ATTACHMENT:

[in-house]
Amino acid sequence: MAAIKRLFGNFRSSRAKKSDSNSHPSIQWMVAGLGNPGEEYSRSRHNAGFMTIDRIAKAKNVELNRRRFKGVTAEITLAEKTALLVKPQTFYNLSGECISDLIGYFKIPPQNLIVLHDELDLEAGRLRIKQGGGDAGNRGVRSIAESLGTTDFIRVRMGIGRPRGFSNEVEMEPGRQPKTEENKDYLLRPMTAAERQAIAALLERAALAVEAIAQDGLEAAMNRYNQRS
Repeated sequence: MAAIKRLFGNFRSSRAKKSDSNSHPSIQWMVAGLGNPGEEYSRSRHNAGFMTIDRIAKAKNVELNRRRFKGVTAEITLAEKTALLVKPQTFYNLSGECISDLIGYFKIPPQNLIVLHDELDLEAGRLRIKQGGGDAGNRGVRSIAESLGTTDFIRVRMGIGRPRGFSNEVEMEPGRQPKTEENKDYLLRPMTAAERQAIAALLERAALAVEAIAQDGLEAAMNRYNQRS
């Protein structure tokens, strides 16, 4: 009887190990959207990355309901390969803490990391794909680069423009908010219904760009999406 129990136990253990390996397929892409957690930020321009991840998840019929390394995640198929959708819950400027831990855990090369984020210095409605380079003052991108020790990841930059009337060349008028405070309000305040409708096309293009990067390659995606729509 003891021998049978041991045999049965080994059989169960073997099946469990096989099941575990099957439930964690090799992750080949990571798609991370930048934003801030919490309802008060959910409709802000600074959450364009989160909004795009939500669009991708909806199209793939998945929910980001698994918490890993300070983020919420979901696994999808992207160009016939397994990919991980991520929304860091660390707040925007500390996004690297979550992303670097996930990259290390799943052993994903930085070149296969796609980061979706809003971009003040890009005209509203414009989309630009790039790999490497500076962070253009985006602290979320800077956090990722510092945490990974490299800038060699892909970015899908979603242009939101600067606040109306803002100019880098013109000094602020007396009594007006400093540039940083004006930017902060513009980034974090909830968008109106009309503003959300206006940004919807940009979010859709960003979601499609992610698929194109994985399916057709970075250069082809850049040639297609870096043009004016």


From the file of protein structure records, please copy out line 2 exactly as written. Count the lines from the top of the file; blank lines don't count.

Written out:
Amino acid sequence: MAAIKRLFGNFRSSRAKKSDSNSHPSIQWMVAGLGNPGEEYSRSRHNAGFMTIDRIAKAKNVELNRRRFKGVTAEITLAEKTALLVKPQTFYNLSGECISDLIGYFKIPPQNLIVLHDELDLEAGRLRIKQGGGDAGNRGVRSIAESLGTTDFIRVRMGIGRPRGFSNEVEMEPGRQPKTEENKDYLLRPMTAAERQAIAALLERAALAVEAIAQDGLEAAMNRYNQRS